How to get MacBook Pro Touch Bar on any iMac or MacBook
Back in October 2016, Apple CEO Tim Cook unveiled the latest product in the Mac range, the MacBook Pro featuring an all-new Touch Bar. However, the issue is that the functionality is limited to the new MacBook Pro, which starts at £1,749 in the UK. Here, we show you two ways that you can access the Touch Bar on any Mac.
Back in October 2016, Apple CEO Tim Cook unveiled the latest product in the Mac range, the
2016 MacBook Pro featuring an all-new Touch Bar. The Touch Bar sits above the keyboard and replaces the traditional line of function keys, with the aim of serving up app-specific shortcuts that you’re likely to use. It allows video editors to quickly and easily scrob through an edit, it provides shortcuts for graphic designers using Photoshop and a bunch of handy tools for the average joe surfing the web using Safari.
However, the issue is that the functionality is limited to the new MacBook Pro, which starts at £1,749 in the UK. Apple doesn’t currently offer a Touch Bar-enabled Magic Keyboard for the iMac,
although we suspect it will at some point, so what are everyday Mac users that want to try the functionality to do? Here, we show you two ways that you can access the all-new Touch Bar on any Mac that runs Apple’s latest version of macOS Sierra.
So, how can you get access to the all-new Touch Bar on any Mac? There are two ways currently available, either by using your iPad as the Touch Bar input, or by adding the Touch Bar to the bottom of any Mac display. Of course, you won’t be able to touch it like you are when using the actual Touch Bar or the iPad, but it may serve of some use for various in-app shortcuts.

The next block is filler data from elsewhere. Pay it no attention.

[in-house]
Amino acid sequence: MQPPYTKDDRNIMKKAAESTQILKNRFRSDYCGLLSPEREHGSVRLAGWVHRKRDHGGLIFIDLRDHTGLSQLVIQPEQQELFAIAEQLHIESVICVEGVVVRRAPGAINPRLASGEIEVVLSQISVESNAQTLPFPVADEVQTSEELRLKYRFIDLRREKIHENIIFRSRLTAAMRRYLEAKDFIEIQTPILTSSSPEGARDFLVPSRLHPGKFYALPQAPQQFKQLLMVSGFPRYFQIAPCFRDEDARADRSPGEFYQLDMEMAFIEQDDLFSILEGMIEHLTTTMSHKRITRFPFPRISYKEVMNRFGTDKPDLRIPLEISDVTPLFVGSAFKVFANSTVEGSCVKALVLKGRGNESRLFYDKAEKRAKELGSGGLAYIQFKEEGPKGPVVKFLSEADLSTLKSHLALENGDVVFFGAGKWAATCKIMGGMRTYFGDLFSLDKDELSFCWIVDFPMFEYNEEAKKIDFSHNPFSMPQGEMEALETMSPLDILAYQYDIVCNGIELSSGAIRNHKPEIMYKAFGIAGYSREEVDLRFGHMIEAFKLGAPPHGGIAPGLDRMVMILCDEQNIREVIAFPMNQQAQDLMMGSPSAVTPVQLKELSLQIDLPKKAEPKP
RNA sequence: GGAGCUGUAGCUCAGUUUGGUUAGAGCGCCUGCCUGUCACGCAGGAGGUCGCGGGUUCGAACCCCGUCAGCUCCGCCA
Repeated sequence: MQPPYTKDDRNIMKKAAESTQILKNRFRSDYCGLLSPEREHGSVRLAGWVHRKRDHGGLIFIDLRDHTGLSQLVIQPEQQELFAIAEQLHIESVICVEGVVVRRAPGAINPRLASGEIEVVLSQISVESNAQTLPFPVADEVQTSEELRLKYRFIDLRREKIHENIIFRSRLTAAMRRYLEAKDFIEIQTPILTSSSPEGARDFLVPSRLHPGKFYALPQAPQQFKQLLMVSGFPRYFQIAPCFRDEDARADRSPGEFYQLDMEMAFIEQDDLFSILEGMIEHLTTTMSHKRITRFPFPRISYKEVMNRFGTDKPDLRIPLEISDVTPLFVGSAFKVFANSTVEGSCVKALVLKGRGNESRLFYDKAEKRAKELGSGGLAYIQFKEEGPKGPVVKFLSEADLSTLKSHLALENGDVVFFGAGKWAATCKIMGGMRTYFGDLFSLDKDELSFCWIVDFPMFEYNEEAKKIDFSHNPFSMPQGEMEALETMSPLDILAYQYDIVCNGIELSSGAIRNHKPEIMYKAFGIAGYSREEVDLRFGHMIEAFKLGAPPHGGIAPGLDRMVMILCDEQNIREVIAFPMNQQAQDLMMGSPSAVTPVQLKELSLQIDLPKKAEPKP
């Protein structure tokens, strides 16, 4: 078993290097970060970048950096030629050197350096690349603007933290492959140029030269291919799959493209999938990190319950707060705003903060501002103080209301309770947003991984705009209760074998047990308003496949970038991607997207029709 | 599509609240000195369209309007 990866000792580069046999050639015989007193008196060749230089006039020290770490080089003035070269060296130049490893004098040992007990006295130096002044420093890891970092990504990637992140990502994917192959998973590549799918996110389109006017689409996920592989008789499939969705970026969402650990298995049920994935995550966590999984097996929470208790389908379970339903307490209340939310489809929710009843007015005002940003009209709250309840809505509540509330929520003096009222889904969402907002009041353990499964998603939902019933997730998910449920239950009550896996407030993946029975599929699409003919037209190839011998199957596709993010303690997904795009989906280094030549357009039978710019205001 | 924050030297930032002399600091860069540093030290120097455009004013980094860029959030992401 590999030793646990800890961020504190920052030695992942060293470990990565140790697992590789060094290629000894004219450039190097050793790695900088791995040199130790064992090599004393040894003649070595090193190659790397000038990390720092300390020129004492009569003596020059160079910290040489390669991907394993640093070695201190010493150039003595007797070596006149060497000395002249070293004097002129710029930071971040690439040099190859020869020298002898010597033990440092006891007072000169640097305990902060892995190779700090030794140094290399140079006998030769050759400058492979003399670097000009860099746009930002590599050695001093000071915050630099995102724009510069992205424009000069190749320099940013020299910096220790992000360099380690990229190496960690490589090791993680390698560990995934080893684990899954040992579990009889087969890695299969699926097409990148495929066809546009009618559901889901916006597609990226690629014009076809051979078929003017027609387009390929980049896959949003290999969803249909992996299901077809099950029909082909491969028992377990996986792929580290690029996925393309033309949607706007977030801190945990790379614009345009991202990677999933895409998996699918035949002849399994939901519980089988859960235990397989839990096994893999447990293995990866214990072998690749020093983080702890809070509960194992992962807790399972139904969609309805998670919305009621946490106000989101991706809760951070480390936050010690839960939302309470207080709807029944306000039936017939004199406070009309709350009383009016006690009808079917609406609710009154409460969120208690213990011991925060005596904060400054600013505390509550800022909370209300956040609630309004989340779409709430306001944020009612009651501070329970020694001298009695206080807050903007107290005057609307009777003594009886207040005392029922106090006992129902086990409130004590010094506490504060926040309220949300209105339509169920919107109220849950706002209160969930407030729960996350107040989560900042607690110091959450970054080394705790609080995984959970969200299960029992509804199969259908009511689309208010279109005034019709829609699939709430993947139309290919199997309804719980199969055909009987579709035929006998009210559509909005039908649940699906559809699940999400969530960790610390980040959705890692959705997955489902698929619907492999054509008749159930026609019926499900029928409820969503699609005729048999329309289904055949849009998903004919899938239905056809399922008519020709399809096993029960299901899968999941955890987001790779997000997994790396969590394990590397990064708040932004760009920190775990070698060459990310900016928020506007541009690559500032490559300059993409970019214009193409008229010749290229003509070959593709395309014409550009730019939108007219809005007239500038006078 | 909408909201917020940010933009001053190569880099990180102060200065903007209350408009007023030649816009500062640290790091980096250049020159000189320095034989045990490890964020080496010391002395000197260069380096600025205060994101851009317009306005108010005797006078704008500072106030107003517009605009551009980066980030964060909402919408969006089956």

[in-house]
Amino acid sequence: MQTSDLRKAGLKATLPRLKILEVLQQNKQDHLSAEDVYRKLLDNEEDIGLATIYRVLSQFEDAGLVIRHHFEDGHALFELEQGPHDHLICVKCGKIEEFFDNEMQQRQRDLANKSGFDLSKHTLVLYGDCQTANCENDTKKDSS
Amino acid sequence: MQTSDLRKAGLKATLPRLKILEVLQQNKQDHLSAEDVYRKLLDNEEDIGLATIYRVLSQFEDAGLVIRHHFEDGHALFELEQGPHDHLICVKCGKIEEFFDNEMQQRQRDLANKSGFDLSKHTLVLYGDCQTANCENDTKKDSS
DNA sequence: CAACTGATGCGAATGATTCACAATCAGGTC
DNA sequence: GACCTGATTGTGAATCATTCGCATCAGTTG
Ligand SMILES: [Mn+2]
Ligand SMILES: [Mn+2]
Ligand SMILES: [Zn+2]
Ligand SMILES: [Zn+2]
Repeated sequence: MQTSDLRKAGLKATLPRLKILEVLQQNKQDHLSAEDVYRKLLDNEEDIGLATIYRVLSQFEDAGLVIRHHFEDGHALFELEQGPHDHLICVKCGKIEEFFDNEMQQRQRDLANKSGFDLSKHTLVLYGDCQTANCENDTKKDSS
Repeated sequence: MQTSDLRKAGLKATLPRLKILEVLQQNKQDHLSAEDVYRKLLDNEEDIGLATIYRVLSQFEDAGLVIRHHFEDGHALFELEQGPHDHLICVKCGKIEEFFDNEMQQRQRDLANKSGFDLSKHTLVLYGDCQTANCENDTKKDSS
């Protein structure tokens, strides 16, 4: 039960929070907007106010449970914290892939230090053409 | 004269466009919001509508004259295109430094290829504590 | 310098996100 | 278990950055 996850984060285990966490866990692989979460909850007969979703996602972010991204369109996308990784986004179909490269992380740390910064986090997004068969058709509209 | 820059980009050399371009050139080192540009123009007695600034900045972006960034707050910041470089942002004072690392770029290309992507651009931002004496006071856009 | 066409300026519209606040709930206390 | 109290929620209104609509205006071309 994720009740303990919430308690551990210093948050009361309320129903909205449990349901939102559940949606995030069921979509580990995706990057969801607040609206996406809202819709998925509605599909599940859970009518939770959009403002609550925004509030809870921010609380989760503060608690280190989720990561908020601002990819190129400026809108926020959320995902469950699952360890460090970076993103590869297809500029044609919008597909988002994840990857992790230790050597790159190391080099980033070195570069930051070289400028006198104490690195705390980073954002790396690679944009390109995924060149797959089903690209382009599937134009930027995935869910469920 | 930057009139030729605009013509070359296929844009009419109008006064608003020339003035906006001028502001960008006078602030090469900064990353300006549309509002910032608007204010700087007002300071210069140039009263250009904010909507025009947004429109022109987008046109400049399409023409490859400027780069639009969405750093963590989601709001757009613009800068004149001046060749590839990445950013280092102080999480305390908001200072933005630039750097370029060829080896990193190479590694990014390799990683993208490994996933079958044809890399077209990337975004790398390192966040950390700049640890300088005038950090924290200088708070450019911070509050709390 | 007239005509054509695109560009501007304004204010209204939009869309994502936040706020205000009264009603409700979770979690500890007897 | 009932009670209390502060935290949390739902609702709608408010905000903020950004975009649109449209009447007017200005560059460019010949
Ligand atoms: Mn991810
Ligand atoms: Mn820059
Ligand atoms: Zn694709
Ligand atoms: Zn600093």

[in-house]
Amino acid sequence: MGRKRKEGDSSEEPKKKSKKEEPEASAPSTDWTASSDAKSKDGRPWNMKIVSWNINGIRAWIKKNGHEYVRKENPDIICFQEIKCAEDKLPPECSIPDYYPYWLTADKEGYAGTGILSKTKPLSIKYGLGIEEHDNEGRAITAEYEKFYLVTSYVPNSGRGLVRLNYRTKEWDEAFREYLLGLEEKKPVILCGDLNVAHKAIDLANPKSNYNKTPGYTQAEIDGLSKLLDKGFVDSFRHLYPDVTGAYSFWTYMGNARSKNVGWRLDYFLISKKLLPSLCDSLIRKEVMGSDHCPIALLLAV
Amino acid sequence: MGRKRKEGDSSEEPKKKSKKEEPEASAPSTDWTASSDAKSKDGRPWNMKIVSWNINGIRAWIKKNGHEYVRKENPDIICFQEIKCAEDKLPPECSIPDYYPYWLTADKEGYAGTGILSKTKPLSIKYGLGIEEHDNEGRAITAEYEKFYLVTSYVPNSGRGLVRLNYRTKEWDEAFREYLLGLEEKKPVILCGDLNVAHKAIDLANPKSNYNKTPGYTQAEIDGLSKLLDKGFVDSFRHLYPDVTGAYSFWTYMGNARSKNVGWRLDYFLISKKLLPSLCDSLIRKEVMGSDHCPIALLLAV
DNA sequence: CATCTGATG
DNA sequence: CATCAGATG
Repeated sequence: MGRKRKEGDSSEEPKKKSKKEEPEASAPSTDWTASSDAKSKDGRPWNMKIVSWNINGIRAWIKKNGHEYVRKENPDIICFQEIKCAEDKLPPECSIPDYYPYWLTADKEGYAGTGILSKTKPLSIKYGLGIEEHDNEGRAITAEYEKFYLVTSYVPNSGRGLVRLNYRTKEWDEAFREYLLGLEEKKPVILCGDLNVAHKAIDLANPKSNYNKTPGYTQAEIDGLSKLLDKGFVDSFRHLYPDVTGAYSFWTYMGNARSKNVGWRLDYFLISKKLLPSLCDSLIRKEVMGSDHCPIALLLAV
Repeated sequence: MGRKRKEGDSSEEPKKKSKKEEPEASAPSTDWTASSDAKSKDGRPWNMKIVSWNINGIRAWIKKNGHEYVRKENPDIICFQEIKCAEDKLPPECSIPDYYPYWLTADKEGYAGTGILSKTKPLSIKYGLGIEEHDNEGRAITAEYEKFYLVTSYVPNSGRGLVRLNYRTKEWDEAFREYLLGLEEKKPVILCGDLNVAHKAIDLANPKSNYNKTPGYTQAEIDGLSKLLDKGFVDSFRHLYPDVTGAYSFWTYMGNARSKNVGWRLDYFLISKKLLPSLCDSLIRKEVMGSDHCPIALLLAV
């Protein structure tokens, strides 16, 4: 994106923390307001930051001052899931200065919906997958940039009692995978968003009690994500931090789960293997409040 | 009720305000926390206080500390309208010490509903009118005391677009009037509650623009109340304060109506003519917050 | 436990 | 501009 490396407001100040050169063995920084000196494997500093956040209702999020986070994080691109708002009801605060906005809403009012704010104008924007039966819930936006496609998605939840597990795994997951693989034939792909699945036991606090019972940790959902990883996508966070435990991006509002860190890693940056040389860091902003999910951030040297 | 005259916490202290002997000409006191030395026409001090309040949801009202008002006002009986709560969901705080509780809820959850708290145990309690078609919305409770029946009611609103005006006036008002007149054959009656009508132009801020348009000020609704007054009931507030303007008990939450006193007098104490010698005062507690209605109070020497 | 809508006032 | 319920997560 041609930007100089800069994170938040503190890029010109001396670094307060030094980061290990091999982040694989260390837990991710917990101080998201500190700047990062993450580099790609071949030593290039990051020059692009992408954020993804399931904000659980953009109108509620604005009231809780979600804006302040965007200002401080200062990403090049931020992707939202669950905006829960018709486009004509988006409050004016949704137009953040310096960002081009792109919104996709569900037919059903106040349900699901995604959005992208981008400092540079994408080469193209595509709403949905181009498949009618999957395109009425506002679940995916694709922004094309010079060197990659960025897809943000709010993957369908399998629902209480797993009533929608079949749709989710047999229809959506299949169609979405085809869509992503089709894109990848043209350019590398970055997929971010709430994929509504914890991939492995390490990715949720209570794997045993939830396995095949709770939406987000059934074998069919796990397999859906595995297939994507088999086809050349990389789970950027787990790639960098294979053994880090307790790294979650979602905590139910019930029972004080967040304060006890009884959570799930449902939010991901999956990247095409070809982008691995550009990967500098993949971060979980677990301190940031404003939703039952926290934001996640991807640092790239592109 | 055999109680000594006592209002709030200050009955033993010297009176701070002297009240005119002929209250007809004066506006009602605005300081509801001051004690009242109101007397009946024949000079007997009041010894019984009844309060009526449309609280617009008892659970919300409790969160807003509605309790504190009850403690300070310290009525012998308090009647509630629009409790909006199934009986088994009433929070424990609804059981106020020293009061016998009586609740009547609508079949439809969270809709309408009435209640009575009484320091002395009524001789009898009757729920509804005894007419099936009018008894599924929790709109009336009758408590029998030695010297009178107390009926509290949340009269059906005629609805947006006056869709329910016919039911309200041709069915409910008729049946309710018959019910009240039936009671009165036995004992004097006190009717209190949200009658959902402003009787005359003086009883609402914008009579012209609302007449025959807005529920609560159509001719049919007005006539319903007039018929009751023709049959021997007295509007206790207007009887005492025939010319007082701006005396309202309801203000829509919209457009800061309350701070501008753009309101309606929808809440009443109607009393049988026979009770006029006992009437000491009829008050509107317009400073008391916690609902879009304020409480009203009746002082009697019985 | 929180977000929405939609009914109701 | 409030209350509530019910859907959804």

How to get MacBook Pro Touch Bar on any Mac: Using an iPad
Developers Andreas Verhoeven and Robbert Klarenbeek have created an ingenious app called Touch Bar Demo that allows you to use the MacBook Pro’s Touch Bar on any Mac. This is done via an iPad connected to the mac via USB, and will display all the Touch Bar’s features alongside any app that offers support for the new functionality. As the functionality was only recently announced, the list is still fairly limited, but support for the Touch Bar should continue to grow over the coming months.
You can see a video of the Touch Bar Demo app in action below:
According to Verhoeven and Klarenbeek, installing the macOS portion of the demo app is straightforward as long as you’re running macOS Sierra 10.12.1 build 16B2657, although the iPad portion of the process isn’t as simple. The app isn’t available to download from the App Store; you’ll need to use developer tools to assemble the app yourself and then sideload it onto your iPad. The instructions and files that you need are both
available on GitHub, though we’d recommend only trying this is you’re fairly tech-savvy. For those that aren’t, there’s a much easier (although not as helpful) option available.
How to get MacBook Pro Touch Bar on any Mac: Touche
For those that don’t want to sideload the Touch Bar Demo app onto their iPads, and for those that don’t own an iPad, we offer Touche – a
free app available (with donations welcome) by Red Sweater. The app installs just like any other macOS app, with the only requirement for installation being that your Mac is running macOS Sierra 10.12.1 build 16B2657. At this point, some of you may point out that it’s the same build as the Touch Bar Demo app requires above – this is because it’s the first iteration of macOS Sierra that features Touch Bar support.
Anyway, we digress. Touche runs like a standard macOS app, with users able to assign a keyboard shortcut to toggle it off- or on screen. Touche will display the same controls that the MacBook Pro Touch Bar would within any app that supports the functionality. You can see the app in action in the below video:
It’s worth pointing out that in many apps that currently support the functionality, the buttons/shortcuts are already available on-screen. Some of the magic is lost when not using it on a touch-enabled device, but Touche is still handy to have – especially if you’re a software developer or video editor.
Having covered Apple for five years, Senior Staff Writer Lewis reviews the latest hardware and provides helpful buying advice. His focus is on iPhone, but he also dabbles with Apple Watch, Apple TV, iPad and AirPods.